Horse versus human, who would win? MAY 08 2006
Saturday was a sports viewing doubleheader in our household: the Kentucky Derby followed by a lackluster Lakers vs. Suns game 7. During the basketball game, the commentators referred to the speed of the Suns' Leandro Barbosa and that plus the similarity of his name to Derby winner Barbaro's led to a discussion about which of the two would win in a race the length of the basketball court. Three of us argued that the horse would win and one argued for the human winning.
So, how fast are horses and humans? In winning the Belmont Stakes in 1973, Secretariat averaged 37.5 miles/hr over a mile and a half. World record holder Asafa Powell averaged 22.9 miles/hr in the 100 meter dash. Jesse Owens raced horses over a 100 yard distance and beat them, but only because the horses reared at the sound of the starter's pistol, giving him a sizable head-start. In 2004, in an annual race held in Wales, a chap named Huw Lobb beat a field of horses and other humans over a distance of 22-miles.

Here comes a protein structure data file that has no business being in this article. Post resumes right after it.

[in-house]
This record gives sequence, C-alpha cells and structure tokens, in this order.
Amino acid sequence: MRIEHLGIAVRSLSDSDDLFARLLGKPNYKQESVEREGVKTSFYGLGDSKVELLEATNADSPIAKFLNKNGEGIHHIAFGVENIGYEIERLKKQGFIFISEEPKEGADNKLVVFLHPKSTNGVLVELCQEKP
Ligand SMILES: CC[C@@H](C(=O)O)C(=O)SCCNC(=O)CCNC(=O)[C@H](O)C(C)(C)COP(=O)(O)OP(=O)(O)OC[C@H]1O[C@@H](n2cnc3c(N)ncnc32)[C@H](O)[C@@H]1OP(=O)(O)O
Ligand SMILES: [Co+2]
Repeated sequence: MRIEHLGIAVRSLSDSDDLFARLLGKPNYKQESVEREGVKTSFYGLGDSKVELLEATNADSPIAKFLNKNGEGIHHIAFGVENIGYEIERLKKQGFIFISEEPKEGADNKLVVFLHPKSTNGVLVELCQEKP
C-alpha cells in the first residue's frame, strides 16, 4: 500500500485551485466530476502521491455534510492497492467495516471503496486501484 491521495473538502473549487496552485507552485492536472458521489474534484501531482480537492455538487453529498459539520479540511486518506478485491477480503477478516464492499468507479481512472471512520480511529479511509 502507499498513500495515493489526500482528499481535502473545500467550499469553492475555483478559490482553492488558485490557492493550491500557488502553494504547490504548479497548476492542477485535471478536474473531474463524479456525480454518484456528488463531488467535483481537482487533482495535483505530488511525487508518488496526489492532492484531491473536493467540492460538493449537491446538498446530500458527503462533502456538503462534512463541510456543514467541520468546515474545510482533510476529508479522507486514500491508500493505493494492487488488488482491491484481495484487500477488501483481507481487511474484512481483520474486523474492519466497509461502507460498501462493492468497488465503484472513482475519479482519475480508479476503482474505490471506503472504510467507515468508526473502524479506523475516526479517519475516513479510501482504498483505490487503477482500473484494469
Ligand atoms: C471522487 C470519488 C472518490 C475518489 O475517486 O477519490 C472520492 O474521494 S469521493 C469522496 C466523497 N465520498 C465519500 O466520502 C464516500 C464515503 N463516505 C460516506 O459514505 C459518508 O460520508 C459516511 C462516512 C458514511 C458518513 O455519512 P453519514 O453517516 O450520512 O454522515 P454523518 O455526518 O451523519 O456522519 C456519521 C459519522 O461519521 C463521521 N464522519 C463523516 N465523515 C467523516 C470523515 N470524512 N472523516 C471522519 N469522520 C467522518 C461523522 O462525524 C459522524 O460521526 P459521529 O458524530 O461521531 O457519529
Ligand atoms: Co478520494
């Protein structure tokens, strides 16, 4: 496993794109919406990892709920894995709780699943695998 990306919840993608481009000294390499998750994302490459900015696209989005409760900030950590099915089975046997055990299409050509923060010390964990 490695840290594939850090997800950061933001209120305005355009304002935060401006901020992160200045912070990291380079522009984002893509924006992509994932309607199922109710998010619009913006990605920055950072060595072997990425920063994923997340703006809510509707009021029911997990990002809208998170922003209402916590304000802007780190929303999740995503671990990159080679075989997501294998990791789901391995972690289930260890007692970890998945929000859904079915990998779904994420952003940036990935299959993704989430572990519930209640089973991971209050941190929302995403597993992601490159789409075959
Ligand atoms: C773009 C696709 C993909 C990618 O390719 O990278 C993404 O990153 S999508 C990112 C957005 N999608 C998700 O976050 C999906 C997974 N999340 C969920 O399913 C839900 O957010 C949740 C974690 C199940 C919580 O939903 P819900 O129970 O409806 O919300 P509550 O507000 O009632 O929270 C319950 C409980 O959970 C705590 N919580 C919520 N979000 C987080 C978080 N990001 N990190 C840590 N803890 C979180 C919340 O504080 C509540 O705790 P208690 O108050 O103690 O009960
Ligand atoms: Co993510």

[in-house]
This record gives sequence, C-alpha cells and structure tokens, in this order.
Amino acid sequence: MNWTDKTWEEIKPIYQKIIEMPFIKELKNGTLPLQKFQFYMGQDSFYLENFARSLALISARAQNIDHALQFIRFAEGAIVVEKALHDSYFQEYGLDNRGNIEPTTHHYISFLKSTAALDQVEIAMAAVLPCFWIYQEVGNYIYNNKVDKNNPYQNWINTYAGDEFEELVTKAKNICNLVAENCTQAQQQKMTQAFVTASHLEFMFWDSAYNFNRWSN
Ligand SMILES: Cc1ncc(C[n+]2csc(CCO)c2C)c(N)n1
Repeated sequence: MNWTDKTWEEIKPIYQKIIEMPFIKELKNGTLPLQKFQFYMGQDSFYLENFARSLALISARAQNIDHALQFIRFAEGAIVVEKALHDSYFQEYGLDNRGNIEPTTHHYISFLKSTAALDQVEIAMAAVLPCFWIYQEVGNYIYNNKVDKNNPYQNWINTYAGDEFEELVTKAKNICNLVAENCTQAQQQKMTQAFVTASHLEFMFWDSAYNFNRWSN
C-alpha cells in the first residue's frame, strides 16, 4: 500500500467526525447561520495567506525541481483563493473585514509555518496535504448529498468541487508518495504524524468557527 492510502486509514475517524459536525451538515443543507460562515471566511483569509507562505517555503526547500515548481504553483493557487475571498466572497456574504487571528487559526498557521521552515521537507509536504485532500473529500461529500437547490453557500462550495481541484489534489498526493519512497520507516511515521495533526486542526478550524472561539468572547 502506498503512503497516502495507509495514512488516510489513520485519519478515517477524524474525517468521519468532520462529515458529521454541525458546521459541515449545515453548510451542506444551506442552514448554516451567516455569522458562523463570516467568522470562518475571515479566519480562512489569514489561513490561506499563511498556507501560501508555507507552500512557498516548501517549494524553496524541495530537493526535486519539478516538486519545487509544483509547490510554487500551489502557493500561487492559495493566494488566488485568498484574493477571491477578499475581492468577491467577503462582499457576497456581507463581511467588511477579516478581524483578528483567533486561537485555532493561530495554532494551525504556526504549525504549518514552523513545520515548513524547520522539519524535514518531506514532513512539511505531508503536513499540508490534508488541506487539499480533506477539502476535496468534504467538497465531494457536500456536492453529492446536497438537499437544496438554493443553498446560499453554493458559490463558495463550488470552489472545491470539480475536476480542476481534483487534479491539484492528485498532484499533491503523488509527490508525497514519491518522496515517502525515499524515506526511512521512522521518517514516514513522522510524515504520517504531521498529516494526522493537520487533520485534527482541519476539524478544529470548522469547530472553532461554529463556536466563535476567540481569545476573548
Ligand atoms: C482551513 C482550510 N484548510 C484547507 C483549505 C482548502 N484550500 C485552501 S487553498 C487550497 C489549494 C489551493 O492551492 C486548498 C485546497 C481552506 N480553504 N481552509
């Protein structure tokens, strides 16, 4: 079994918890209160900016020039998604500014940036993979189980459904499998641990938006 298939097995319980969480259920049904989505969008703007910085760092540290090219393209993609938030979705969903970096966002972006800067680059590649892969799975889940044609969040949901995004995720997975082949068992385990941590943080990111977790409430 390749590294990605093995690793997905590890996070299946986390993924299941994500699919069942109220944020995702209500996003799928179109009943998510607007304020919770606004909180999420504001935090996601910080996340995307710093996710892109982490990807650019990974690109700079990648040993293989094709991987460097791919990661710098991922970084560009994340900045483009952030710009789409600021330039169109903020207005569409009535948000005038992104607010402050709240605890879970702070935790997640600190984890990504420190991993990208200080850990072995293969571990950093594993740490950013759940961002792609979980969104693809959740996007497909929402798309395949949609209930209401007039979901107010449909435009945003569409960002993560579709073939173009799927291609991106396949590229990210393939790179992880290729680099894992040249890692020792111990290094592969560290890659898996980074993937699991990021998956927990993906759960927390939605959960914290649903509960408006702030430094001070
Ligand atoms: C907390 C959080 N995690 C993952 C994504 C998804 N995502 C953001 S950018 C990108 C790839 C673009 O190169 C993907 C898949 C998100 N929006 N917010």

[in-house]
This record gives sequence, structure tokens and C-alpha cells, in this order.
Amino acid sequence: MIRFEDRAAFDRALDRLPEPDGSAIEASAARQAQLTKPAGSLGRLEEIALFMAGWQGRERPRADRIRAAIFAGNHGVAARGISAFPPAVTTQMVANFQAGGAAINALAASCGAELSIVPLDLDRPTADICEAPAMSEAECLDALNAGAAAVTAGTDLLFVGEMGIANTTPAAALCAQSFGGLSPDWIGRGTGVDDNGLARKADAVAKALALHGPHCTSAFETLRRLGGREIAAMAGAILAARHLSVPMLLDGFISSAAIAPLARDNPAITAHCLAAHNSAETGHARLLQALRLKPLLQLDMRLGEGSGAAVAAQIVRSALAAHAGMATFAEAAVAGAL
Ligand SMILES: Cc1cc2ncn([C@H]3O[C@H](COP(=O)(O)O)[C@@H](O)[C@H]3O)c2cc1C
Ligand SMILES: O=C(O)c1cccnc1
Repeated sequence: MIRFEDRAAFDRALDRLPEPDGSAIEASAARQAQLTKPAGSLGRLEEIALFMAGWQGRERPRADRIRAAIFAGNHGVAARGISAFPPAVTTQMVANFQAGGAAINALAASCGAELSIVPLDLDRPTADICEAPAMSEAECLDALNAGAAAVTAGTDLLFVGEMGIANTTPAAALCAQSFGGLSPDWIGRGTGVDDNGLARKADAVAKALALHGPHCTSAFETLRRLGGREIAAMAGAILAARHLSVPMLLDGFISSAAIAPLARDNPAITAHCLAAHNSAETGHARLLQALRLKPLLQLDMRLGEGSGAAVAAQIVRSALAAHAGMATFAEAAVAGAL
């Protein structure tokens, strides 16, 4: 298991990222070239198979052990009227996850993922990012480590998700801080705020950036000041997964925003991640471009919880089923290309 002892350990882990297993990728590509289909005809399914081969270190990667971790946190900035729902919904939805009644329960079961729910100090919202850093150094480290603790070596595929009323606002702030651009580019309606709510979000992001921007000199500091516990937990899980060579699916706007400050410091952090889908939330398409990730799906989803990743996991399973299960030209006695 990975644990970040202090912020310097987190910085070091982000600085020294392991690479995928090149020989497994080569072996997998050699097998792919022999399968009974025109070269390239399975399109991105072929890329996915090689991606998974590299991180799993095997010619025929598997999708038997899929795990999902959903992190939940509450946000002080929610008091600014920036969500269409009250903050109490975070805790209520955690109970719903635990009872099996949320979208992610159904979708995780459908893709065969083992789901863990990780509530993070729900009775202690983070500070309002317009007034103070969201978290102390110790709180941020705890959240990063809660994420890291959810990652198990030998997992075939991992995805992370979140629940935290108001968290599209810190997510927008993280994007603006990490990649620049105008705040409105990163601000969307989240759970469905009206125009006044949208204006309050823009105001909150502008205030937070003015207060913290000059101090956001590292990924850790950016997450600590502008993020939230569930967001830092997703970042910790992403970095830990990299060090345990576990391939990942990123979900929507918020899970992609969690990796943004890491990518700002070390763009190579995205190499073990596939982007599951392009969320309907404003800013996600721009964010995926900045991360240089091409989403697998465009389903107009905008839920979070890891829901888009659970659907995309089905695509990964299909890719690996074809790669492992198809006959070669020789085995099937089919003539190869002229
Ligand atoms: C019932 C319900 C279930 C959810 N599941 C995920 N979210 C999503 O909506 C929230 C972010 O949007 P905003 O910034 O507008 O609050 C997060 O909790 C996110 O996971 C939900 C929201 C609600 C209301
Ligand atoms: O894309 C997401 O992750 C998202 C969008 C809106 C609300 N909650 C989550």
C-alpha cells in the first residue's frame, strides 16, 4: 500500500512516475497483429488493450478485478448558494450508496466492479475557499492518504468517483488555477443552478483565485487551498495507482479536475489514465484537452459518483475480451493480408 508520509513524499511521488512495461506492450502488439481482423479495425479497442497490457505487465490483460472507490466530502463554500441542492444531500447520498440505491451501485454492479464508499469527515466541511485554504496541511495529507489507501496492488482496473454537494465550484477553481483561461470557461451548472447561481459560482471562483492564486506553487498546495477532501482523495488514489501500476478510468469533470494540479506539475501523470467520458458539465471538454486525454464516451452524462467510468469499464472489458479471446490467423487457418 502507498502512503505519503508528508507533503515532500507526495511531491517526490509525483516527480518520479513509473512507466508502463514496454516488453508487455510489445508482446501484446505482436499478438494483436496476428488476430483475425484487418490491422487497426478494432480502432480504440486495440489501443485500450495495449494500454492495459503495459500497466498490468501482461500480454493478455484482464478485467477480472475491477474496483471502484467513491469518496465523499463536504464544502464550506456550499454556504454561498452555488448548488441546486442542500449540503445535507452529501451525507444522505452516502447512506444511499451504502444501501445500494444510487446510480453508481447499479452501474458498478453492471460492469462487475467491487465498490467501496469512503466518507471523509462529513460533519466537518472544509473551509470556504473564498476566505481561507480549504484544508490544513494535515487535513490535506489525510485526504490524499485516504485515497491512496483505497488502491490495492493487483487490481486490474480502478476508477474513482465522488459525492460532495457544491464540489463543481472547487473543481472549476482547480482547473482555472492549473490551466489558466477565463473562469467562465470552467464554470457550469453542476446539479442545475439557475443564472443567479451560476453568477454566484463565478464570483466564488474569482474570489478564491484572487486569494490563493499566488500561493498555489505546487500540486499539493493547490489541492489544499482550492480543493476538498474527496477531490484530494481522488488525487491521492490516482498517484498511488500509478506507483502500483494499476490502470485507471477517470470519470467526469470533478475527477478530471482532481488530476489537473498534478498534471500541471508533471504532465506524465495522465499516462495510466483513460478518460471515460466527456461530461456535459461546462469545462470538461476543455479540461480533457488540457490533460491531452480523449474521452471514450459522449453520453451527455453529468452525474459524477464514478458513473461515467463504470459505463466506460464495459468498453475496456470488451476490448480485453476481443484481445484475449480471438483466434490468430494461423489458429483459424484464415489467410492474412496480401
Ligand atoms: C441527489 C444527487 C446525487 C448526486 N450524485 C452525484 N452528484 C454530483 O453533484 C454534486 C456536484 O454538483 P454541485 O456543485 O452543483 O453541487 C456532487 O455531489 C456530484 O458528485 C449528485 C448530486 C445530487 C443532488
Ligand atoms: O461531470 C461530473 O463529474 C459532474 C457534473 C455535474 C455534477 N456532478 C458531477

But that doesn't do much in answering the question of which would win over the short distance of a basketball court (94 feet or 28.7 meters). I searched high and low online and found little about the acceleration of either horses or humans. No doubt horses are much faster than humans, but a man is probably quicker off the line. So I put the question to you in hopes that you can answer it:
In a 94-foot race between a human sprinter and a thoroughbred race horse, who would win? Assume a standing start for both, the horse races on dirt, the man runs on the court, and both horse and man are among the fastest at their respective distances.